Another detail that was a welcomed surprise is that Planet Apocalypse is a well-balanced coop game. Overall, this is a difficult coop to win but it’s not impossible. Your heroes will upgrade as you purchase gifts, gain additional powers, purchase troops for more ambushes and patrols, and the game challenge increases as heroes become stronger. Planet Apocalypse mechanics such as the despair and lord track increase the challenge level as the game progresses. As the despair dice pool increases, it spawns more minions and as the demon lord moves, it reduces viable areas of the maps and acts like a timer that is one tick closer to invading earth. These elements will keep players on their toes and create a great balanced cooperative experience.
The Planet Apocalypse base rules are challenging but I love the fact that if you so choose, you can increase the difficulty level through multiple options. First, using the Doom Gate map which is circular and adds more difficultly because hell forces are not removed but instead circle the board like vultures. Second, you can also increase starting and game difficulty in various ways by using the hard, hellish, or nightmare rules. These rules have you add more dice to the starting despair pool, draw demon lords in secret, increase the lord’s starting values as if you were playing with +1 player, or even begin to play with a 4th level minion on the lord’s space.
The last thing I really loved was the heroes, especially after reading the lore on each. They are humanity’s best hope and each is flawed in some way. All have beneficial powers to gain but their flaws stay throughout the game. Their upgrade track is unique to each hero so as they gain gifts, they can also gain added powers as well. Also, if the hero is reduced to 0 health they die, but the player is not eliminated but instead chooses a different hero to use. The problem is that you just lost all those great gifts and the new hero might not be best suited to face the games current challenges, but they can still support the others.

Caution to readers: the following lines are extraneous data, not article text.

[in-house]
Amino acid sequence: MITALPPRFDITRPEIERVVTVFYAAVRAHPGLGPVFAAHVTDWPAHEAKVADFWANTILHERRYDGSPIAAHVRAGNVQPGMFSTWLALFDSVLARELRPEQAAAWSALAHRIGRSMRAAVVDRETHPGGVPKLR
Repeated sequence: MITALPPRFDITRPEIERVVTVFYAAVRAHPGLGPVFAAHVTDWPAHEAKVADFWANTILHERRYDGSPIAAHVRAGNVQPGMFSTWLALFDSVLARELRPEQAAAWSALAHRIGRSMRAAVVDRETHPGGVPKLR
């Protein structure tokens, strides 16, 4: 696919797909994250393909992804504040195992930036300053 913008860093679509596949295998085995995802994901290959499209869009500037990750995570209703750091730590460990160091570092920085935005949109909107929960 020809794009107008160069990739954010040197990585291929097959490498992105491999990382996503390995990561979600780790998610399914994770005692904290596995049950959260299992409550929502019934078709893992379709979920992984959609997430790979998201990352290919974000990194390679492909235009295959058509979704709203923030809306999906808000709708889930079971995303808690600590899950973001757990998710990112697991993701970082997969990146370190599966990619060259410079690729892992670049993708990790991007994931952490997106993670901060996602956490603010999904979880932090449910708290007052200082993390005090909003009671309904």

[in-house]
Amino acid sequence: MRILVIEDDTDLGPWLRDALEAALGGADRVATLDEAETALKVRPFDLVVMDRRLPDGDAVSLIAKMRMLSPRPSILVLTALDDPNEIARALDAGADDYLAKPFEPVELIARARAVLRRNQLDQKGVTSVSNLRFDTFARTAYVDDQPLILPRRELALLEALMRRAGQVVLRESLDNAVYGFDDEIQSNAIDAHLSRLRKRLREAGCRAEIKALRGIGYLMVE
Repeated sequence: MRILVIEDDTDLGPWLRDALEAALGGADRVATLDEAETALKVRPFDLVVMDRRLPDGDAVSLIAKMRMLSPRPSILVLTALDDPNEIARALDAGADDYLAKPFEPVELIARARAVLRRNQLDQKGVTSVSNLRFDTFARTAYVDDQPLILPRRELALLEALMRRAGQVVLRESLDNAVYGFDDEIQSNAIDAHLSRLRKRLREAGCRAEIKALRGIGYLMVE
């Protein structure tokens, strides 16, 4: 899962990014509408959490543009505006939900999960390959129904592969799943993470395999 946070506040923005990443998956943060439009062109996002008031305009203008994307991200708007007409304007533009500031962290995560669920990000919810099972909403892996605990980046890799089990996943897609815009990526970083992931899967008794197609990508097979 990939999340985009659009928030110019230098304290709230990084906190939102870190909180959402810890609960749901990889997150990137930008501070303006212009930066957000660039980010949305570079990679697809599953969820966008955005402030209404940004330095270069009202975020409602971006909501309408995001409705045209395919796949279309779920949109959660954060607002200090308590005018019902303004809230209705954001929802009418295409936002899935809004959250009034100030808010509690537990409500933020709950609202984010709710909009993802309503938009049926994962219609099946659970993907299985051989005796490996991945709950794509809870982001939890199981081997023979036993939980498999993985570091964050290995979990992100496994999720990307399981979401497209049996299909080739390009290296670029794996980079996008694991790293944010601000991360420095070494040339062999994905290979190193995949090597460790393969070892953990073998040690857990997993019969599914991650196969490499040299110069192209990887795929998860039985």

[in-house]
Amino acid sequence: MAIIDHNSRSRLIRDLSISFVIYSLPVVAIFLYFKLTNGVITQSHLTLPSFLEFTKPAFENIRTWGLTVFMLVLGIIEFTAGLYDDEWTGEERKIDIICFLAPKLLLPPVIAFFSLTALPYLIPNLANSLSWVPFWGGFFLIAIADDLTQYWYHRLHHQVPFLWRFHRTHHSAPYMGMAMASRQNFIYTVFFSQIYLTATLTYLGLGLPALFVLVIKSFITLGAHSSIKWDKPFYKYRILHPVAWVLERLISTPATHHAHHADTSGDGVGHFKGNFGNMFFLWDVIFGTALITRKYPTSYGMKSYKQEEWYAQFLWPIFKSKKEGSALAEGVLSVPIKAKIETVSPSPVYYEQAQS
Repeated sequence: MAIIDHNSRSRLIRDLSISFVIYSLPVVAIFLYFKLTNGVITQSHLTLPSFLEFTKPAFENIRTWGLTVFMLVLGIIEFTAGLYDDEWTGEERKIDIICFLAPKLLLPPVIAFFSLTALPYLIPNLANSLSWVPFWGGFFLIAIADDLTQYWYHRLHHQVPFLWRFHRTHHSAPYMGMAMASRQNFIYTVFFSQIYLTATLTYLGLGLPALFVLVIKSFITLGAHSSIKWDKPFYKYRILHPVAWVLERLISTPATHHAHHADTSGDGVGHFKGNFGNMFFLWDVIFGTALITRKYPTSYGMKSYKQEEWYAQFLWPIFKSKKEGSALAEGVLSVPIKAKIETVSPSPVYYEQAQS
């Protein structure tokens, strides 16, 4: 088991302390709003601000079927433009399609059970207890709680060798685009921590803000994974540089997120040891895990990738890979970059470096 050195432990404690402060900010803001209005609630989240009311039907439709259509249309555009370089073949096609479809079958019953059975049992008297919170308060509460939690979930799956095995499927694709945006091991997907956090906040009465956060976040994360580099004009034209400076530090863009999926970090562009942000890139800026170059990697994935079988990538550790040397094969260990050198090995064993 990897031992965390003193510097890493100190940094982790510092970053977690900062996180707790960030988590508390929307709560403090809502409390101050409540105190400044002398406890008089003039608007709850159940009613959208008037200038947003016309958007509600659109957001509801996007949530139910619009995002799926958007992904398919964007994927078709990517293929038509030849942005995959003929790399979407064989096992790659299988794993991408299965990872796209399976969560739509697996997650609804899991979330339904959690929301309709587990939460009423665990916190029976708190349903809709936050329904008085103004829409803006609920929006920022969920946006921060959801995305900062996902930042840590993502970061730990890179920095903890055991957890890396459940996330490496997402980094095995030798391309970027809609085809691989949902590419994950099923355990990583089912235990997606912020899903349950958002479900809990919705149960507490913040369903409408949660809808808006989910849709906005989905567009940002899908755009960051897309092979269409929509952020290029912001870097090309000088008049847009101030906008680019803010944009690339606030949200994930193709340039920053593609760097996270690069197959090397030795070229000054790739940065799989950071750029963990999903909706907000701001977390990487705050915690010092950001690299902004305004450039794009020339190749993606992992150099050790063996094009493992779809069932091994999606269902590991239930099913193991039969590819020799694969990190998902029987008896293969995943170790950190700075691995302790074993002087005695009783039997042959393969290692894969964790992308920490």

My only negative is that the core game only comes with 1 demon lord and the 4 expansions listed in the rulebook all have 2 additional plus new game content. Now, Baphomet is no push-over, but this does limit your game variety and so you might feel inclined to buy more expansions because each lord plays different according to the lore in the core rulebook. So, while the rulebook is informative it’s also enticing to encourage additional purchase(s) to add variety to the core set.
If you want to play a challenging, cooperative game, then Planet Apocalypse is definitely worth checking out. The excellent production values and balanced gameplay should make any gamer happy. If you want to increase the difficulty, the game comes with multiple rules to do so and includes flawed but cool heroes that can upgrade to match most challenges.
The only issue with the core set is that having only one demon lord limits the game variety. Some gamers might not be able to justify purchasing more content because of the high cost. There are currently 4 expansions that would instantly add more demon lords and content to the game, but these require additional purchases.
Final Score: 4.5 Stars – An excellent balanced cooperative game with amazing production values.
• Only 1 demon lord in the core set
Disclosure: An employee for Petersen Games also writes for Board Game Quest. He had no influence over the opinions expressed in this review.